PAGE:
It was a “Oh Happy Day” about to happen when I arrived at City Hall in San Francisco in great anticipation of the historic inauguration services of the first African American woman to be elected as Mayor of San Francisco - LONDON BREED. I had no idea that my arrival at 6:30 am, for a program that began at 11 am, would be noticed by the KRON4 news crew. I was asked to do a live interview about the inauguration that would air in 15 minutes. I was thrilled for the opportunity. I shared in the KRON 4 interview that as a native of San Francisco, growing up in the Bayview-Hunter’s Point neighborhood, I’ve watched London’s trajectory since she was around 19 years old, and given the journey this historic new chapter in her life was destined. It was a tremendous honor for me to start the day giving my thoughts and accolades to the first African American woman to be elected as Mayor of San Francisco.
As a millennial thinker and 21st-century innovator, Breed understood the value of the arts and how it impacts the lives of inner-city children as she chose to lead the African American Art & Culture Complex as the Executive Director. The journey continued in 2012 when Breed was first elected to the Board of Supervisors and was re-elected in 2016. She was elected by supervisors in 2015 to serve as the board’s president. This next monumental step in leading one of the finest cities in the nation, San Francisco,the city is fortunate to have her leadership.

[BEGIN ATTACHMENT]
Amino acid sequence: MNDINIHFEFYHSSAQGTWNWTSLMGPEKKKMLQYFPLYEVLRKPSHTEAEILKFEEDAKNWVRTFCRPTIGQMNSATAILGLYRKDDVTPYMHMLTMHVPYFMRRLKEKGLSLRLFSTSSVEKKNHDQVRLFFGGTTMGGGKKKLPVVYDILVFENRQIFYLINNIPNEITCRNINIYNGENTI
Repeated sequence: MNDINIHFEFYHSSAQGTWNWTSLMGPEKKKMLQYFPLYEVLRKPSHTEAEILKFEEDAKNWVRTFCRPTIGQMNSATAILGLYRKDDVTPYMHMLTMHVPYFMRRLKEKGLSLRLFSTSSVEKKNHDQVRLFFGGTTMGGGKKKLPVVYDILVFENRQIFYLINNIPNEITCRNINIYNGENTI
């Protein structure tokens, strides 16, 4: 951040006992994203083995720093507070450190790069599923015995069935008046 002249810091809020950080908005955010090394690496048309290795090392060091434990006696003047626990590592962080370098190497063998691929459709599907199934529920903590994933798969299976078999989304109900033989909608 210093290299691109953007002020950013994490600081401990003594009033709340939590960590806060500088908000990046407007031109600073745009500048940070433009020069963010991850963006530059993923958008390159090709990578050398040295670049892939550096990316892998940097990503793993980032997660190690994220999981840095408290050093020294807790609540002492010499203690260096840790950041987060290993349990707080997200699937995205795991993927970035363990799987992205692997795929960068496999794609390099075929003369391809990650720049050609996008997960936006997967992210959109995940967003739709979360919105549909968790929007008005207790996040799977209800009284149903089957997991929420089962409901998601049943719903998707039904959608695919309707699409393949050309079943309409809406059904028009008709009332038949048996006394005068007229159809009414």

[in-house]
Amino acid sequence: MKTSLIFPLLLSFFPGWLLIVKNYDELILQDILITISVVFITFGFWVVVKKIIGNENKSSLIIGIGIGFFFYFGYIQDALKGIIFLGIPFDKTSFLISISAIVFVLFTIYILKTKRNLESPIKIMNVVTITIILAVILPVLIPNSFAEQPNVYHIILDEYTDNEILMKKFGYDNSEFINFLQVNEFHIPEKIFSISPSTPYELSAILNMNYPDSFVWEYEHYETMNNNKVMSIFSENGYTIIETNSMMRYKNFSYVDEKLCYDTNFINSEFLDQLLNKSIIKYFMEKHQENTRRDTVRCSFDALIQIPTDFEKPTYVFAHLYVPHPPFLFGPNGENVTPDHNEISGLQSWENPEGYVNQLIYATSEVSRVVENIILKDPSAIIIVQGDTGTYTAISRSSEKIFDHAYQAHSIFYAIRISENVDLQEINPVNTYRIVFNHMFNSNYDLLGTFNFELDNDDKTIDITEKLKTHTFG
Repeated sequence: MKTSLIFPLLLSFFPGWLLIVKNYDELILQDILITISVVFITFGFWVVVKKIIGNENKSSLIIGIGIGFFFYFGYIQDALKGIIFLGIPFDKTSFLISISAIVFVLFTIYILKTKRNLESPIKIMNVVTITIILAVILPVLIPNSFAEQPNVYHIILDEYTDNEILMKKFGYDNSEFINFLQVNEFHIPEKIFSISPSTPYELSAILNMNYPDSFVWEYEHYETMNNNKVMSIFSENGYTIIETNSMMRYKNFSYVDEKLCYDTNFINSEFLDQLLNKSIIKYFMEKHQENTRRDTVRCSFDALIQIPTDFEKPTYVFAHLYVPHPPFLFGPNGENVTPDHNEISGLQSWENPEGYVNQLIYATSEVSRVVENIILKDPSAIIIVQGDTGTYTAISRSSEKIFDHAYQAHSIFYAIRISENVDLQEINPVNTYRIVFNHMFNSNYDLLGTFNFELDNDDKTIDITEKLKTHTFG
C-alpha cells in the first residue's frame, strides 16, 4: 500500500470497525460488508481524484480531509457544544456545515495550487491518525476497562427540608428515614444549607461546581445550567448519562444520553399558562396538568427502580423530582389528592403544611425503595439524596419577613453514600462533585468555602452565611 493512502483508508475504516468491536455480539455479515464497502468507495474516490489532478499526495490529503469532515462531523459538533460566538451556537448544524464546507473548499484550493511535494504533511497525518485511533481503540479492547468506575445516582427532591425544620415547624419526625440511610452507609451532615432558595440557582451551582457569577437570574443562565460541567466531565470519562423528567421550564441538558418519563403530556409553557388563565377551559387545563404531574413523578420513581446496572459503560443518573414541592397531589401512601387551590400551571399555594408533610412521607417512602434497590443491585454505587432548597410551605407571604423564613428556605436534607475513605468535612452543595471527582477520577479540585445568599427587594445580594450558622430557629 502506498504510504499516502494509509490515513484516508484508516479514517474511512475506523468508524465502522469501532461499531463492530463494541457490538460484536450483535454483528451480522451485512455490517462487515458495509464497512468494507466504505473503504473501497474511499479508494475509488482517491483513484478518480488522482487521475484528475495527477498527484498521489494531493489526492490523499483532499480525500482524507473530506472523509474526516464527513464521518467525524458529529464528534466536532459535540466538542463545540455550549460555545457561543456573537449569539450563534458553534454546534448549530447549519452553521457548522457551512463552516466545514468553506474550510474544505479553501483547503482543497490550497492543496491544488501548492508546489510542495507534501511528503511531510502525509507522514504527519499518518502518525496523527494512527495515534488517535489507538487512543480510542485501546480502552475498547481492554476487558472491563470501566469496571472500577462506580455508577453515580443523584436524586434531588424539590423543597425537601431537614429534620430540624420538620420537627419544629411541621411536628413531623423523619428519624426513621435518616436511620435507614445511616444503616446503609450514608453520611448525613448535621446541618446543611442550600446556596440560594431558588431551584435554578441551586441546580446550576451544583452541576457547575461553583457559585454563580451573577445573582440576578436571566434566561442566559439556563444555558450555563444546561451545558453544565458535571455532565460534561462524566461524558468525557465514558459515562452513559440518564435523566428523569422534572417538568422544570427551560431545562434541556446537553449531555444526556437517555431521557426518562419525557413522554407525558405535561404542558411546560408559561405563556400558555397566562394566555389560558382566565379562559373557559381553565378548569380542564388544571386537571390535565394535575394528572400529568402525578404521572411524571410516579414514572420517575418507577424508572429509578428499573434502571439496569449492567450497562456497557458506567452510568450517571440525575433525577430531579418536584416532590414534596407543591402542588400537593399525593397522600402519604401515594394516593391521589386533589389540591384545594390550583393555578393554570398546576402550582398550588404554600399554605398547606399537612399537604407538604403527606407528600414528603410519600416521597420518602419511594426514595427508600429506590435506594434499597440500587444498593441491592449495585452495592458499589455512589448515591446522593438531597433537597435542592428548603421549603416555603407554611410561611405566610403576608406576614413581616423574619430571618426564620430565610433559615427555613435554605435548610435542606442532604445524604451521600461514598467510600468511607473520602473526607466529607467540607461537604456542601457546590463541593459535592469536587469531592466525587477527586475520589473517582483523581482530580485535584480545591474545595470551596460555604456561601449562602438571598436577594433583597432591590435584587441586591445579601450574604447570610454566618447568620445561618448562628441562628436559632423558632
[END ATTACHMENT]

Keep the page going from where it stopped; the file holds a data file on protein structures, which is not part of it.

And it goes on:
There were 3,000 chairs set up in preparation of Breed’s swearing-in by Lt. Governor Gavin Newsom, and there was standing room only by the time the program began. In her inauguration speech, Breed, 43, vowed to stand by immigrants during this very stressful and uncertain time in their lives. She addressed the need to care for the mentally ill population, and she gave hope to the housing situation that the city has been facing for some time. I am very excited about Breed’s leadership and I was very happy to hear her intentional attention to the mental illness community. A much-forgotten population who need our attention and more importantly who deserved it. For those who have served our country in the military and now they face this illness, they have earned our help.
London grew up in public housing in San Francisco and gives continued honor and respect to her grandmother who raised her. We know the challenges ahead for Breed are monumental, but when the people of San Francisco voted for her as their new leader, there was assurance that she could get the job done.
San Francisco has embraced Breed’s innovative millennial thinking, and the supportive voters are standing by her side to help in any way they can. We will begin to see a city in action like no other, and it’s going to be leadership at its best by far.
Breed is set to serve the remainder of former Mayor Ed Lee’s term, which ends in January 2020.